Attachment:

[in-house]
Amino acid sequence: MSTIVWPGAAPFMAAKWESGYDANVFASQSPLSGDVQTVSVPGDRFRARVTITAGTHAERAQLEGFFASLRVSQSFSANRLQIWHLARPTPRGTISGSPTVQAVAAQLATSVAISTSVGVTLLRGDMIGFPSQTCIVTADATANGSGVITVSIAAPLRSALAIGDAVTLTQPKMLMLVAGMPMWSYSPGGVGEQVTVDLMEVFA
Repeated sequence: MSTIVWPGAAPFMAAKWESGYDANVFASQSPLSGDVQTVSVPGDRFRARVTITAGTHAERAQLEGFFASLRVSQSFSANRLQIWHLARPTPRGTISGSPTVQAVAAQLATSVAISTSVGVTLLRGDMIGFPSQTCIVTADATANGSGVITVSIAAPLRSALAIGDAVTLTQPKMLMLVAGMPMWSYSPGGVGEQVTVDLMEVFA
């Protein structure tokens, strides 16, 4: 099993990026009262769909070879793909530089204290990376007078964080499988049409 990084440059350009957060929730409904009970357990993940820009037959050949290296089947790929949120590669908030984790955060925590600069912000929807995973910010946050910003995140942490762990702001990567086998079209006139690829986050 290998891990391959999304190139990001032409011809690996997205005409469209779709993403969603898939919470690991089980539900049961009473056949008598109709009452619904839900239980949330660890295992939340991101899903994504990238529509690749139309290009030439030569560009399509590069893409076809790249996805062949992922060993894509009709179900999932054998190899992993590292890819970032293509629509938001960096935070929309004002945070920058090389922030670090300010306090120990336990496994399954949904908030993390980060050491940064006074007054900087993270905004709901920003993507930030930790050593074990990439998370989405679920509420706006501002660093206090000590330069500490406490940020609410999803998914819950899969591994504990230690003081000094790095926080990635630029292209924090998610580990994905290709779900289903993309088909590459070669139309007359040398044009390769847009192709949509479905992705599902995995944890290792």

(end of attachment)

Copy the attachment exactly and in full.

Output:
[in-house]
Amino acid sequence: MSTIVWPGAAPFMAAKWESGYDANVFASQSPLSGDVQTVSVPGDRFRARVTITAGTHAERAQLEGFFASLRVSQSFSANRLQIWHLARPTPRGTISGSPTVQAVAAQLATSVAISTSVGVTLLRGDMIGFPSQTCIVTADATANGSGVITVSIAAPLRSALAIGDAVTLTQPKMLMLVAGMPMWSYSPGGVGEQVTVDLMEVFA
Repeated sequence: MSTIVWPGAAPFMAAKWESGYDANVFASQSPLSGDVQTVSVPGDRFRARVTITAGTHAERAQLEGFFASLRVSQSFSANRLQIWHLARPTPRGTISGSPTVQAVAAQLATSVAISTSVGVTLLRGDMIGFPSQTCIVTADATANGSGVITVSIAAPLRSALAIGDAVTLTQPKMLMLVAGMPMWSYSPGGVGEQVTVDLMEVFA
């Protein structure tokens, strides 16, 4: 099993990026009262769909070879793909530089204290990376007078964080499988049409 990084440059350009957060929730409904009970357990993940820009037959050949290296089947790929949120590669908030984790955060925590600069912000929807995973910010946050910003995140942490762990702001990567086998079209006139690829986050 290998891990391959999304190139990001032409011809690996997205005409469209779709993403969603898939919470690991089980539900049961009473056949008598109709009452619904839900239980949330660890295992939340991101899903994504990238529509690749139309290009030439030569560009399509590069893409076809790249996805062949992922060993894509009709179900999932054998190899992993590292890819970032293509629509938001960096935070929309004002945070920058090389922030670090300010306090120990336990496994399954949904908030993390980060050491940064006074007054900087993270905004709901920003993507930030930790050593074990990439998370989405679920509420706006501002660093206090000590330069500490406490940020609410999803998914819950899969591994504990230690003081000094790095926080990635630029292209924090998610580990994905290709779900289903993309088909590459070669139309007359040398044009390769847009192709949509479905992705599902995995944890290792």